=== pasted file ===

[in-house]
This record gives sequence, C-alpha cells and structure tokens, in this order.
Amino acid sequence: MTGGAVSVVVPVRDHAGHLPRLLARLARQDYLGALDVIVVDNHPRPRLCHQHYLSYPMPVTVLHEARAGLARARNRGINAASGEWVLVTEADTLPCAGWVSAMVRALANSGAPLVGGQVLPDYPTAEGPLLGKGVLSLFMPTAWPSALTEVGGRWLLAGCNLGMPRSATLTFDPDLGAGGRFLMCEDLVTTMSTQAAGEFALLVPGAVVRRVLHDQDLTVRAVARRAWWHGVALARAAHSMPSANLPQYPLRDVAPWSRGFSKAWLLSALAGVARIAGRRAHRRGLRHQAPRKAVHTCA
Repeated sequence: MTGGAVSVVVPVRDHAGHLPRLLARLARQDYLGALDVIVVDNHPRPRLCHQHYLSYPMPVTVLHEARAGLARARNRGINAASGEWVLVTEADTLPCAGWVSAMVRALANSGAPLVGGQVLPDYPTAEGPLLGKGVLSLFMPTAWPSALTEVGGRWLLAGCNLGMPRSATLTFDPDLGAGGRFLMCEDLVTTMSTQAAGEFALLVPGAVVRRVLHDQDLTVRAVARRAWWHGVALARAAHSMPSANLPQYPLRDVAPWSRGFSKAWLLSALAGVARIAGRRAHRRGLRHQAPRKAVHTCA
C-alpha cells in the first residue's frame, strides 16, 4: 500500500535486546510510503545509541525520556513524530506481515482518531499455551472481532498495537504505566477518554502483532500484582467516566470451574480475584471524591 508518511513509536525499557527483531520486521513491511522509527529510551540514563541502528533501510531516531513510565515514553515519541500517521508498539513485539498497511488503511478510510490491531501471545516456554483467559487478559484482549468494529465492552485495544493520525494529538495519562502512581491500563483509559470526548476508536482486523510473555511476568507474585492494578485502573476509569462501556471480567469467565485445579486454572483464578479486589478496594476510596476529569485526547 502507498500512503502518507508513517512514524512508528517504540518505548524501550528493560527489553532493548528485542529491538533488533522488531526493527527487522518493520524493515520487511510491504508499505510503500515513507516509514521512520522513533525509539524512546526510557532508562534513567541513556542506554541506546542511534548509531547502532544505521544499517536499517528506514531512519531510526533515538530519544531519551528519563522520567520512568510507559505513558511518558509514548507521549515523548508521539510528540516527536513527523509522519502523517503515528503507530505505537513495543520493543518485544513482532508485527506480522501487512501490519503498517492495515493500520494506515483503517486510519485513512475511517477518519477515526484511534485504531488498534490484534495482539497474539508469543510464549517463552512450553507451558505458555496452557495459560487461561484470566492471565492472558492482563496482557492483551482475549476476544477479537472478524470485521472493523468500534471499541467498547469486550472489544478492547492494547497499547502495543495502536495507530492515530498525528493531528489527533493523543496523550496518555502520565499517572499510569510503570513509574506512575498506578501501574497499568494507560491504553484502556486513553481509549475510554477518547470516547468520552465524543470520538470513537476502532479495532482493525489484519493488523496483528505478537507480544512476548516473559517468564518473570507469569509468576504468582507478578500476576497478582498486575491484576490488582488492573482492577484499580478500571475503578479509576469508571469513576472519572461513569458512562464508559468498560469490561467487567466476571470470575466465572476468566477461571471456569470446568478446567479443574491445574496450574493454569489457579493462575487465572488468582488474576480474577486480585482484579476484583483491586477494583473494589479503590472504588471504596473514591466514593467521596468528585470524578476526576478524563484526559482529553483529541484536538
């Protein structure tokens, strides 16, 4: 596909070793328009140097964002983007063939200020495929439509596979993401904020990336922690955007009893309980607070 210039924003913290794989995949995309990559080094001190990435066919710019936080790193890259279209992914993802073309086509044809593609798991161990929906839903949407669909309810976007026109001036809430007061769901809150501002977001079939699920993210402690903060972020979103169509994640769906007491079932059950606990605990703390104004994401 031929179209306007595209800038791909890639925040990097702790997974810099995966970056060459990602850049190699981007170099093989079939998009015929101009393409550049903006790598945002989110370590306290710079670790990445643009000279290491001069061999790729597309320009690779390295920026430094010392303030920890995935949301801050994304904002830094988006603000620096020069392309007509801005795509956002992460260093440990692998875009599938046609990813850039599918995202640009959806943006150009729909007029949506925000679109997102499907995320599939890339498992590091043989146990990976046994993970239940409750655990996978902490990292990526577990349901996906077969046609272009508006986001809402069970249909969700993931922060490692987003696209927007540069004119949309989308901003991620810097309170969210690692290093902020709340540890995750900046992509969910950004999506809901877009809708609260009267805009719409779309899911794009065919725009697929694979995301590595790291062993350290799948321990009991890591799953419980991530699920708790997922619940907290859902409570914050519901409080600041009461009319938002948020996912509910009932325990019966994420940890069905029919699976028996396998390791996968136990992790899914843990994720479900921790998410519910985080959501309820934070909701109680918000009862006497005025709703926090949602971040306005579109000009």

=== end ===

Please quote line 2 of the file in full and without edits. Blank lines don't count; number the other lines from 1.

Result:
This record gives sequence, C-alpha cells and structure tokens, in this order.